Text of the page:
If you want to avoid being considered a joint employer, limit the degree of control you exert. The less control over the worker you assume, the less likely you may be held liable for the direct employer’s legal mistakes.
Recent case: A group of engineers sued their employer for allegedly underpaid wages and overtime. They added as a defendant one of the companies that their employer contracted with for engineering services.
But that second defendant was able to persuade the court that it exercised minimal control over the engineers. It was not involved in paying them, kept no records, provided no equipment or training, didn’t interfere with how they did their jobs and didn't hire or fire.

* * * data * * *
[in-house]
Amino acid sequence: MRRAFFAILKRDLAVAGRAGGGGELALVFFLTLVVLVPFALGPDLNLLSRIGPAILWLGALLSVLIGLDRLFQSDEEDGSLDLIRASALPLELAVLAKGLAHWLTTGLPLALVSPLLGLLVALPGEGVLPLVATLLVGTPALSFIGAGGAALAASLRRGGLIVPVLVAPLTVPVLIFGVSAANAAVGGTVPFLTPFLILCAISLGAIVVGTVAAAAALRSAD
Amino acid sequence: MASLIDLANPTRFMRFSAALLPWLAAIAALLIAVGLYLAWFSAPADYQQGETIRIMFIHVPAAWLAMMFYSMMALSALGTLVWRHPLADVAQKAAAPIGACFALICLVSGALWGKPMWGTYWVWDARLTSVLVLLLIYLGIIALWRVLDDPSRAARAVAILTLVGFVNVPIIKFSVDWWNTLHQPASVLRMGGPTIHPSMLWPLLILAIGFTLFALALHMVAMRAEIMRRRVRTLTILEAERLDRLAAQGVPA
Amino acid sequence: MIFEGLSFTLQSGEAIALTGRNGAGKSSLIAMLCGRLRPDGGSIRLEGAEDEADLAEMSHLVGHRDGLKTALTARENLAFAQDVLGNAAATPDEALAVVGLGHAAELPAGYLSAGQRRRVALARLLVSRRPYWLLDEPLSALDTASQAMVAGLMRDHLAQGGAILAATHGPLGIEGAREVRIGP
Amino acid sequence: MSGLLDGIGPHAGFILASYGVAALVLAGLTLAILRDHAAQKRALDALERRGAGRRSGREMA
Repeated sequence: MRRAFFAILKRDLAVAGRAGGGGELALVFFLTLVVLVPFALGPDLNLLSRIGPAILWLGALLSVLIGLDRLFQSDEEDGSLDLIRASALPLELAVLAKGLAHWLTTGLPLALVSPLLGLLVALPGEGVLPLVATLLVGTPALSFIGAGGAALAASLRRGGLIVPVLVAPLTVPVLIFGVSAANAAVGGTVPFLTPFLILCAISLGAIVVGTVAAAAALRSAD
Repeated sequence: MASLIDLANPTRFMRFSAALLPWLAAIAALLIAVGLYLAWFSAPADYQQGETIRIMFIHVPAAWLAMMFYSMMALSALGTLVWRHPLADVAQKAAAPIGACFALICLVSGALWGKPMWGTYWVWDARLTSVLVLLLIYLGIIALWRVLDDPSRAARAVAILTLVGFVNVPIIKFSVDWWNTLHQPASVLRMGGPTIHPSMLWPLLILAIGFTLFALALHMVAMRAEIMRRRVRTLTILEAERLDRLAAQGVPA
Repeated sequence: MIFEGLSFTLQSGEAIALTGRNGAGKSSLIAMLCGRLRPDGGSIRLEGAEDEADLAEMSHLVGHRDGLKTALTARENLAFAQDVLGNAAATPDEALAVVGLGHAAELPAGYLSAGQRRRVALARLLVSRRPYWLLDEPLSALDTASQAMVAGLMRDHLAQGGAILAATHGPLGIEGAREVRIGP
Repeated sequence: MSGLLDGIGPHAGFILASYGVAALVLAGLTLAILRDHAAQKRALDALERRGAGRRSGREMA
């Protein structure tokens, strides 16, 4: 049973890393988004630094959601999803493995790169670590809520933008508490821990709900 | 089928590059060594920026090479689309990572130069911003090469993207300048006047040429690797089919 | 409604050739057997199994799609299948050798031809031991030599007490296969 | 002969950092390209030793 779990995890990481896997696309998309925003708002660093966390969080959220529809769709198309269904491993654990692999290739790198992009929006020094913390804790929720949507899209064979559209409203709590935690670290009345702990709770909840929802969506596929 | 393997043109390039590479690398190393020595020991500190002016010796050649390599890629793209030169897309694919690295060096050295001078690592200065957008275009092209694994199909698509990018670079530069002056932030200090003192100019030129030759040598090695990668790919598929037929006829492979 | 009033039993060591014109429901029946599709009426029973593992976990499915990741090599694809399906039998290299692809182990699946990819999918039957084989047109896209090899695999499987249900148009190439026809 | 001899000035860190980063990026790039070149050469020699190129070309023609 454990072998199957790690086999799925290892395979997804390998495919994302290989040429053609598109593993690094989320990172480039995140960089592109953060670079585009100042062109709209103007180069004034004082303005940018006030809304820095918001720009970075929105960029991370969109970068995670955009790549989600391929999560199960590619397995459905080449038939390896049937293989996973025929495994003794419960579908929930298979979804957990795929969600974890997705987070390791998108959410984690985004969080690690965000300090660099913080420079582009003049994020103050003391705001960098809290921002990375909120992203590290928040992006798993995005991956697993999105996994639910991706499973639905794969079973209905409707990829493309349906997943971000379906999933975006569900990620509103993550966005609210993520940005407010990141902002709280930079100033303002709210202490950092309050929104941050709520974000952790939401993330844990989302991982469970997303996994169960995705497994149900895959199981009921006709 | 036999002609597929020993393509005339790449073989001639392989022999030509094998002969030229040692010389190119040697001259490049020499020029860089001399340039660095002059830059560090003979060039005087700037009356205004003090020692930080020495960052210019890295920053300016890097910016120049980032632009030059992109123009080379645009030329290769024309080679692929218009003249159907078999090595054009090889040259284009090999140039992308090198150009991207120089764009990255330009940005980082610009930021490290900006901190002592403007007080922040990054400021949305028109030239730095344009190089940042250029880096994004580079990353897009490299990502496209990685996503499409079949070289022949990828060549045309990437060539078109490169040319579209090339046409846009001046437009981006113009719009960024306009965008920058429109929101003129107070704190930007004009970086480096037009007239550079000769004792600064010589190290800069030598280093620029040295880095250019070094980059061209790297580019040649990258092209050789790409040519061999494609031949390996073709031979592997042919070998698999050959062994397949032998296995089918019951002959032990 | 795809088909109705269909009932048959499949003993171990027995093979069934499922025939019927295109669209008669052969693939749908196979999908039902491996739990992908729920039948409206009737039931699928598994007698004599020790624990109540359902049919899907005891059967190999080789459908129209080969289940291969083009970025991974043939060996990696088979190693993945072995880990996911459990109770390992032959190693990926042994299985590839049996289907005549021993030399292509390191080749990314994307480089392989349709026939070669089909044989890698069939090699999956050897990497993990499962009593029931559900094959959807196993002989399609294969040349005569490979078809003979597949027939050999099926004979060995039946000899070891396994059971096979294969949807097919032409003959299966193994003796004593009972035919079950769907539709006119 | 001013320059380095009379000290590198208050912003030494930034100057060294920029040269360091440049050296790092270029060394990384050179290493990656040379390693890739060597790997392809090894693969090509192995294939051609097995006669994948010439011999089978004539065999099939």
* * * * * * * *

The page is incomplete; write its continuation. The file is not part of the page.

The court found that the second defendant wasn't a joint employer. It was dismissed as a defendant. (Willis v. Enter. Drilling Fluids, Inc., No. 1:15-CV-000688, ED CA, 2016)
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